Professor Herving Madruga, a native of Cuba, joined the Colorado College Romance Languages faculty in 1958. He received his B.A. (1952) and M.A. (1954) from Harvard University, a Certificat de Phonetique from the University of Paris, France in 1954; and his Ph.D. from the University of Colorado in 1965. Professor Madruga was one of the founding faculty and the early director of the Program in Comparative Literature at Colorado College. He is also known for his French theater productions. He retired in 1994.
Edward H. Honnen was born in Pueblo, Colorado on April 17, 1899, and grew up in Colorado Springs. In the midterm of 1917, he entered Colorado College, where he excelled in three sports: basketball, track, and especially football, for which he was named the Rocky Mountain Conference's All Conference Tackle. When his father died in 1920, Honnen assumed control of the family's construction business. Over the years, he became a highly successful general contractor, involved in many important regional projects such as the building of Ft. Carson, Peterson Field, and various aspects of the Denver and Colorado Springs water systems. Around 1949, he became President of the McCoy Caterpillar Company, until his retirement in 1965, when he pursued team roping in the Old Timer's Rodeo Circuit. He is a member of the Cowboy Hall of Fame and the Pro Rodeo Hall of Fame. His many philanthropies have included: Colorado College Ice Rink, the donation of Western Art to the Fine Arts Center, and the Orchid House at the Denver Botanical Gardens. From 1946 to 1950, he served as a Colorado College Alumni Trustee and then as a Charter Trustee from 1960-1983. He received two Honorary Degrees from Colorado College, the first in 1960 and another in 1983. His autobiography, Tally Ho, contains further details of his life and many accomplishments.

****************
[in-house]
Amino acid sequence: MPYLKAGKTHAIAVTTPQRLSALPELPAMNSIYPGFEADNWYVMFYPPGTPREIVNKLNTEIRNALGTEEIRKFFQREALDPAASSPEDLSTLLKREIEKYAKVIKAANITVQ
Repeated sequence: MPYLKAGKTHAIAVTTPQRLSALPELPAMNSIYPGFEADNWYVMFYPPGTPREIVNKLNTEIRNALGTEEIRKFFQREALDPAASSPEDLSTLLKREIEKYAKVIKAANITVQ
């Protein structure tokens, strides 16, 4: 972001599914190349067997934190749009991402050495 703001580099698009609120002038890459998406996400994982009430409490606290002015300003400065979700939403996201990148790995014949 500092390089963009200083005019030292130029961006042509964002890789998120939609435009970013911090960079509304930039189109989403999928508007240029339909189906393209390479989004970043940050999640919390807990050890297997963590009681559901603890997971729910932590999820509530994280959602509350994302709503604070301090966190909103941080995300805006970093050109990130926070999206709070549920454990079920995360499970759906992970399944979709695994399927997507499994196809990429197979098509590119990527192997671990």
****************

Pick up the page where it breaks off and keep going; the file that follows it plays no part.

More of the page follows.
Maro K. Zagoras (CC class of 1989) was born December 23, 1966, in Waukegan, Illinois. She enrolled at Colorado College in the fall of 1985 and graduated with a B.A. in political science. While at Colorado College, Zagoras served as a Resident Assistant in Slocum, as Circle K president, and on an advisory board for leadership, volunteerism and community service and helped establish a community service center at Colorado College. She also served as senior class president during the 1988-89 academic year. She describes the faculty, students and administrators, and reflects on campus life in the 1980âs.
Bradley Alan Friedman (CC class of 1982) was born in Denver, Colorado in 1959 and graduated from Cherry Creek High School in 1978. He attended Colorado College from 1978-1982, graduating with a B.A. in History/Political Science. He was a member of the Alpha Lambda Delta honor fraternity, Chavarim, Phi Delta Theta fraternity, and the Colorado College Campus Association, of which he served as president. His interview took place during his senior year at Colorado College and focuses on campus organizations and activism during the early 1980âs.